Only the Golden State Warriors and San Antonio Spurs have a better record or net rating (whether you outscore your opponent over the course of 100 possessions, or vice versa) during that stretch than the Heat, who now sit at 40-41, one game behind the seventh-seeded Pacers, and tied on record with the Bulls for the final playoff spot in the Eastern Conference. Chicago occupies the No. 8 spot by virtue of holding the head-to-head tiebreaker, but by winning on Monday, Miami gave itself a chance that nobody in their right mind would’ve given the Heat after Miami fell 19 games under .500 in mid-January.
Now, if they can beat the Washington Wizards — who are locked into the East’s No. 4 seed, but that can reach the 50-win mark for the first time since 1979 by knocking off Miami — and if either Indiana or Chicago loses their final games of the season, the Heat can make the playoffs. And if they both lose and the Heat win, then Miami, which beat Indy twice in three meetings this season, can even rise to the seventh spot:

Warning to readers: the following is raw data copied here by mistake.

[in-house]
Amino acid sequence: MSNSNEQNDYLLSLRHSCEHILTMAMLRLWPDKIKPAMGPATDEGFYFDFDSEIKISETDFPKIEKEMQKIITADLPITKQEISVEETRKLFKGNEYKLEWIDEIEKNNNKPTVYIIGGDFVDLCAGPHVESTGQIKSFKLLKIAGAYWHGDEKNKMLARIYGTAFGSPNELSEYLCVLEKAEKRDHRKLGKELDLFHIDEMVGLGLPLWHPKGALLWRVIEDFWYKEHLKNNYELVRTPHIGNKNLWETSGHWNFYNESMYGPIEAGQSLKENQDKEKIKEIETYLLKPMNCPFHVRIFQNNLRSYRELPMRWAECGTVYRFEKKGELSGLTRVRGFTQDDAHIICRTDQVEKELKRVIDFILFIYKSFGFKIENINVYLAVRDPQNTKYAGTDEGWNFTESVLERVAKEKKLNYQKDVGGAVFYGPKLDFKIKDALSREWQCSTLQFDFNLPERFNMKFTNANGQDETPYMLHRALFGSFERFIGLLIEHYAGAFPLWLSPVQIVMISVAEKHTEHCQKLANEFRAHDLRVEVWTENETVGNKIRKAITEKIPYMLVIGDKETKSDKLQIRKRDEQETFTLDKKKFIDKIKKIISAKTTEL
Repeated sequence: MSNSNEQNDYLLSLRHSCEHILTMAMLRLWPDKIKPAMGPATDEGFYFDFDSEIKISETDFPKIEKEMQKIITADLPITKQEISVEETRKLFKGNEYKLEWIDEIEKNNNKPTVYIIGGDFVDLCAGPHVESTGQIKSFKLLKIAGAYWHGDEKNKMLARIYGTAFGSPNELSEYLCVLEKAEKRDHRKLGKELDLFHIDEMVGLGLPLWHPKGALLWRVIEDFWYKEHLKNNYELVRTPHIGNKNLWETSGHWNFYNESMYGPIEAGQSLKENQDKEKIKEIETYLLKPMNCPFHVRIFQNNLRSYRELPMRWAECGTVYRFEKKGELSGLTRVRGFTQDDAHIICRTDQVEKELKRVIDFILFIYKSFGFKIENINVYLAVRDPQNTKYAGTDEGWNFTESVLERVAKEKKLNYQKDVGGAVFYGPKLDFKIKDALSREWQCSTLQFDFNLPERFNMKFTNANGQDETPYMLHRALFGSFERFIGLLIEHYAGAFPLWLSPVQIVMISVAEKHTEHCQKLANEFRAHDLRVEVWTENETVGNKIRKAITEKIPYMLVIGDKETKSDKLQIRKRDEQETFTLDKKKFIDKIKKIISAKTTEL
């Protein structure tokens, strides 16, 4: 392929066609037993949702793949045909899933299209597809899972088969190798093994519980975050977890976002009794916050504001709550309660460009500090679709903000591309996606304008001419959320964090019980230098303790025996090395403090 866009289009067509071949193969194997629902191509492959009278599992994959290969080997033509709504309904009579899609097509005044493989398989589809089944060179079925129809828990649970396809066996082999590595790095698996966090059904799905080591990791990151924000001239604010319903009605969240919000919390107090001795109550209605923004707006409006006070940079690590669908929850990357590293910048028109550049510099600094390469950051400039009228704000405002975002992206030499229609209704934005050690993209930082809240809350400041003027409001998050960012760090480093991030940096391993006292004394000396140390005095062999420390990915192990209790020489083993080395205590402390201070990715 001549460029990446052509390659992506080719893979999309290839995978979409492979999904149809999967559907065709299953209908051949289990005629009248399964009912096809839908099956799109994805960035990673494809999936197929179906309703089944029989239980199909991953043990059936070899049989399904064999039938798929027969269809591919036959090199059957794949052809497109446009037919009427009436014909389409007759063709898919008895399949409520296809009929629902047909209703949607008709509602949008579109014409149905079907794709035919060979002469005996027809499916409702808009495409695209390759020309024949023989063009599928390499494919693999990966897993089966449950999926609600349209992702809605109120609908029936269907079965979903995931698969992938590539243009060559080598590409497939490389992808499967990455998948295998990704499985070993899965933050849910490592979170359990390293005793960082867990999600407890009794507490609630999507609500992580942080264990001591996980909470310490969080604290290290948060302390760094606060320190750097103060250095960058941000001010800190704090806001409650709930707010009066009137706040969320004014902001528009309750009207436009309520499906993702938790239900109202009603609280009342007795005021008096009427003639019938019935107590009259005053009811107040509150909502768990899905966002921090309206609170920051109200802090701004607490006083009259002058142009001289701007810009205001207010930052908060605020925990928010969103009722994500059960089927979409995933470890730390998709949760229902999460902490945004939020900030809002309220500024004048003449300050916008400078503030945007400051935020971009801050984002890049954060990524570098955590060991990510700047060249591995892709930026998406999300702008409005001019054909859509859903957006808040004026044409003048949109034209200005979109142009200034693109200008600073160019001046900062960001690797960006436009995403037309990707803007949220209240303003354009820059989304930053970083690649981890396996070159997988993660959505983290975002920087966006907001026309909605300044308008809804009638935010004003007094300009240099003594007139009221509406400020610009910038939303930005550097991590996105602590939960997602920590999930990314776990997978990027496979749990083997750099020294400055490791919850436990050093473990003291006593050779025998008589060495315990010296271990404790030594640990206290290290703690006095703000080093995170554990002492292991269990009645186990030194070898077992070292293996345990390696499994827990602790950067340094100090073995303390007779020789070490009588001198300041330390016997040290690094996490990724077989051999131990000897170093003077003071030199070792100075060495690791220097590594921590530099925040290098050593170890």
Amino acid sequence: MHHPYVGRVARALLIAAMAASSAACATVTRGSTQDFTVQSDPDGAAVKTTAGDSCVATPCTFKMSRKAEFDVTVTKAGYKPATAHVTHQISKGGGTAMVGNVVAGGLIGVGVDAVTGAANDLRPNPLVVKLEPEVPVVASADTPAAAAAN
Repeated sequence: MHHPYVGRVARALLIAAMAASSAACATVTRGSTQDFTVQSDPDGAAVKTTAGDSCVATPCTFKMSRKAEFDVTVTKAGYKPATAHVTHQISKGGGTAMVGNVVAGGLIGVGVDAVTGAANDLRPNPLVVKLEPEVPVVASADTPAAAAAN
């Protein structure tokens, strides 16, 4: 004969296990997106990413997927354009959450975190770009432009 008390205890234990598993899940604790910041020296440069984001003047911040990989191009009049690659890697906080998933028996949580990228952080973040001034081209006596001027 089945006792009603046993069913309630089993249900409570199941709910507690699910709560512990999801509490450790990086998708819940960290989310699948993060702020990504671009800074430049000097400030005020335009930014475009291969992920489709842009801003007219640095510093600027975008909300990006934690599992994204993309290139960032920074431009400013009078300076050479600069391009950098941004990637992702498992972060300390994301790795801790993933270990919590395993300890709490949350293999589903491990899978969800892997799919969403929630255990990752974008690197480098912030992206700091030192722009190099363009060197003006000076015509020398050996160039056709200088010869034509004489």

Indiana, winners of four straight, will finish out the season against the Atlanta Hawks, while the Bulls will face the Brooklyn Nets, the team with the worst record in the NBA. (But also, to be fair, one that has played near-.500 ball and boasted a top-10 defense since the All-Star break, and that just knocked off Chicago on Saturday.)
The odds are not in Miami’s favor, but that’s been true for the last three months, and it hasn’t stopped the Heat yet.
Three and a half weeks ago, the Clippers were playing sub-.500 ball since the All-Star break and utterly unable to get stops with any consistency; they were, in the words of shooting guard J.J. Redick, “in a bad place.” Now, though, the Clips are much closer to where they want to be, thanks to another strong effort to take down the West’s No. 2 seed on the road.